At Higher Ed Watch, we would be remiss if we didn't salute Sallie Mae for acknowledging in its student loan proposal that there is significant waste in the Federal Family Education Loan (FFEL) program and that the time has come for fundamental reform. We couldn't agree more.
Sallie Mae's plan, however, seems to be primarily designed -- surprise, surprise -- to maintain and even significantly expand the loan giant's predominance over the federal student loan program. Because of its size and economy of scale, Sallie Mae is a clear favorite to be one of a handful of student loan companies to win a highly coveted servicing contract from the U.S. Department of Education. As a result, the proposal would allow the company to make loans; sell them to the Department for a fee; and earn another payment from the government for servicing these loans. In addition, Sallie Mae would be paid to service Direct Loans and other loans made by lenders that don't wish to or cannot comply with servicing standards put out by the Department.
While the plan might make some sense politically (the more lenders buy in to change, the less resistance), it makes little sense from a public policy point of view. Why should the government pay lenders to originate loans when it can make the loans itself at a lower cost? Isn't part of the point of student loan reform to stop subsidizing unnecessary middlemen?
The U.S. Department of Education will soon make a decision that could fundamentally reshape the student loan marketplace.
The Department has chosen six companies, including the student loan giant Sallie Mae, to compete for a lucrative contract to service tens of billions of dollars of Federal Family Education Loans (FFEL) sold to the government under the Ensuring Continued Access to Student Loans Act (ECASLA). But in the wake of President Obama's proposal to eliminate FFEL and provide federal loans entirely through Direct Lending, the stakes have been raised significantly. The winning bidders could be the last student loan companies standing, in charge of servicing all loans made in the future under the Direct Lending program.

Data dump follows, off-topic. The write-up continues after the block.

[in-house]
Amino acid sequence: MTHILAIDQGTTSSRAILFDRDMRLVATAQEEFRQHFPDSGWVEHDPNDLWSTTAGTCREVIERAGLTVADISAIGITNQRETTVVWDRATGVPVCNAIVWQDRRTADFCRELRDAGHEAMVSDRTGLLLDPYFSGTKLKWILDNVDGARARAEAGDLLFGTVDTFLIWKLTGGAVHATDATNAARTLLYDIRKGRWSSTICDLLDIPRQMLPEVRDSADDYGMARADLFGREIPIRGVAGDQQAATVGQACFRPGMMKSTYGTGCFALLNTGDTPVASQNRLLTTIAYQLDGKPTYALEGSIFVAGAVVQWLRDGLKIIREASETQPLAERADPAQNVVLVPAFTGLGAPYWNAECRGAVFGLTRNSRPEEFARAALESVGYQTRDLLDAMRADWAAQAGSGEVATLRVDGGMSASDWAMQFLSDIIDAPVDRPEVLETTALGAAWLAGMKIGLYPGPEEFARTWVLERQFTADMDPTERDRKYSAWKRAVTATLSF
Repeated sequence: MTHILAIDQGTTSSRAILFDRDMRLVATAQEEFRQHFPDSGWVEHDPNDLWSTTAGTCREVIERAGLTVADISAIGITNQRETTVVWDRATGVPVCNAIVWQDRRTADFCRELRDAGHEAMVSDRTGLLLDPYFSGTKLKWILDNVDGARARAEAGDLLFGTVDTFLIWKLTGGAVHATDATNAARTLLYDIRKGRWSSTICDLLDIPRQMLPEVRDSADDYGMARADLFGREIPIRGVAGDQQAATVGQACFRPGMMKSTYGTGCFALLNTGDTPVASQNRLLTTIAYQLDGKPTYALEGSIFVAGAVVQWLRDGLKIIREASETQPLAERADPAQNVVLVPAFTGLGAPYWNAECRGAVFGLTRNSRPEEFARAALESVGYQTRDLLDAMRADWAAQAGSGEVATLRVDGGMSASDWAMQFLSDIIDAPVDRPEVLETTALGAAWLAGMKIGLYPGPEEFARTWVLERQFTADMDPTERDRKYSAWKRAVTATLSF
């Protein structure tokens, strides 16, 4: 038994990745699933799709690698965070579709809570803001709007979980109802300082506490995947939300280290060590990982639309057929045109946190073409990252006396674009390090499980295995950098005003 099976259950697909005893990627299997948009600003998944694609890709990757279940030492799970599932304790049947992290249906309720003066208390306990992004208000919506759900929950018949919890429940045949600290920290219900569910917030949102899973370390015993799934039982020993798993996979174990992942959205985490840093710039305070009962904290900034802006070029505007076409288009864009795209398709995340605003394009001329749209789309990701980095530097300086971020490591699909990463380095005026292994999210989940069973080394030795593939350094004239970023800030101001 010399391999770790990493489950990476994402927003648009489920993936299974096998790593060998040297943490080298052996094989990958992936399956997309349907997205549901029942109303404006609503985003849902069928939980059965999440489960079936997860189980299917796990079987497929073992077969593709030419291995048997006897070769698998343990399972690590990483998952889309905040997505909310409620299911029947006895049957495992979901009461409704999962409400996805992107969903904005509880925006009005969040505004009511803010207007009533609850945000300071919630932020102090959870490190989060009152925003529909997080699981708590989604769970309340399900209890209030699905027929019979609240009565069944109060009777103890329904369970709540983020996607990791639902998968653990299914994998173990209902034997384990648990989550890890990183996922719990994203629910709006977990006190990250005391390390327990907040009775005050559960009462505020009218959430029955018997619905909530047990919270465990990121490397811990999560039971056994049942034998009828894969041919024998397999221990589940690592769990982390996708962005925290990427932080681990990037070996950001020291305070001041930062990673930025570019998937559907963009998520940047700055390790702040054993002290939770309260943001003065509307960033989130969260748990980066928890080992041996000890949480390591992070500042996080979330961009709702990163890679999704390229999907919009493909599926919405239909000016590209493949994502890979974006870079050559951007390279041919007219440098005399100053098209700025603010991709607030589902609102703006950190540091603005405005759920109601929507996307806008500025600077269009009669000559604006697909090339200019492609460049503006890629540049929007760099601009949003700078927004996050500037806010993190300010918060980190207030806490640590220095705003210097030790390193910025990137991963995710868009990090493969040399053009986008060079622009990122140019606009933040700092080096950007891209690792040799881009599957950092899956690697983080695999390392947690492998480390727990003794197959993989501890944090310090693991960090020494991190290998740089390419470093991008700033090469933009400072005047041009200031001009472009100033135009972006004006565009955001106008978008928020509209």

As Tim Ranzetta recently wrote on his well-respected blog Student Lending Analytics, "This contract is the game-changer that will determine the landscape for student loans in the years to come."
Given the high stakes involved, you would think that the Department would do all that it could to ensure that the loan companies it is considering have spotless records when it comes to servicing and collecting on student loans. But judging by some of the companies that are involved in the competition and comments recently made by the agency official in charge of the bidding process, this does not appear to be the case.
Prospects for President Obama's proposal to eliminate the Federal Family Education Loan (FFEL) program remain uncertain. Democratic leaders in the U.S. House of Representatives and the Senate continue to be divided over whether or not to go forward with a controversial budget procedure known as budget reconciliation, which would make it significantly easier for the President to get the votes he needs to achieve his goal.